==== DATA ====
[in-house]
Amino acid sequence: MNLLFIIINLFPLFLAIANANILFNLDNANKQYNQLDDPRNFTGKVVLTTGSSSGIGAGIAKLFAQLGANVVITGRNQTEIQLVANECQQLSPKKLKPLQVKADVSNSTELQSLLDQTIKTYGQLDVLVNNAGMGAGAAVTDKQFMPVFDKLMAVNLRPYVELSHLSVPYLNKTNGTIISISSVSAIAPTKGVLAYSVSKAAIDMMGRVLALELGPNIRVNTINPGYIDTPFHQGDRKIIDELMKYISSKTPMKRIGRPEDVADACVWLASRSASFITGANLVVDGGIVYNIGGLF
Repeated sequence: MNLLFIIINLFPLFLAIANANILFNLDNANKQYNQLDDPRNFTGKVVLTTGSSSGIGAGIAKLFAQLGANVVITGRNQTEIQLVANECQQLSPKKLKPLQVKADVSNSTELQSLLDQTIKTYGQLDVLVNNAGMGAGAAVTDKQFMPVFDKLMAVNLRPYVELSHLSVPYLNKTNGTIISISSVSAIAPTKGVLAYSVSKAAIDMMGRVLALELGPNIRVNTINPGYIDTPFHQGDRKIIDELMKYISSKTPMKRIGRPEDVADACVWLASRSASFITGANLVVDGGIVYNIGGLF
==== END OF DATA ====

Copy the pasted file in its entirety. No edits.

[in-house]
Amino acid sequence: MNLLFIIINLFPLFLAIANANILFNLDNANKQYNQLDDPRNFTGKVVLTTGSSSGIGAGIAKLFAQLGANVVITGRNQTEIQLVANECQQLSPKKLKPLQVKADVSNSTELQSLLDQTIKTYGQLDVLVNNAGMGAGAAVTDKQFMPVFDKLMAVNLRPYVELSHLSVPYLNKTNGTIISISSVSAIAPTKGVLAYSVSKAAIDMMGRVLALELGPNIRVNTINPGYIDTPFHQGDRKIIDELMKYISSKTPMKRIGRPEDVADACVWLASRSASFITGANLVVDGGIVYNIGGLF
Repeated sequence: MNLLFIIINLFPLFLAIANANILFNLDNANKQYNQLDDPRNFTGKVVLTTGSSSGIGAGIAKLFAQLGANVVITGRNQTEIQLVANECQQLSPKKLKPLQVKADVSNSTELQSLLDQTIKTYGQLDVLVNNAGMGAGAAVTDKQFMPVFDKLMAVNLRPYVELSHLSVPYLNKTNGTIISISSVSAIAPTKGVLAYSVSKAAIDMMGRVLALELGPNIRVNTINPGYIDTPFHQGDRKIIDELMKYISSKTPMKRIGRPEDVADACVWLASRSASFITGANLVVDGGIVYNIGGLF